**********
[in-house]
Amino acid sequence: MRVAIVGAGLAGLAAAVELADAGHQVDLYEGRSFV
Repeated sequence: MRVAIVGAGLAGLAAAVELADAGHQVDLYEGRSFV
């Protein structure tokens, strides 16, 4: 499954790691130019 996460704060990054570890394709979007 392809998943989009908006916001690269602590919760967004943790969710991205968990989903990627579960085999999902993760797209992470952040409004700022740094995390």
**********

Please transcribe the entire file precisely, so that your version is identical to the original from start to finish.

[in-house]
Amino acid sequence: MRVAIVGAGLAGLAAAVELADAGHQVDLYEGRSFV
Repeated sequence: MRVAIVGAGLAGLAAAVELADAGHQVDLYEGRSFV
């Protein structure tokens, strides 16, 4: 499954790691130019 996460704060990054570890394709979007 392809998943989009908006916001690269602590919760967004943790969710991205968990989903990627579960085999999902993760797209992470952040409004700022740094995390």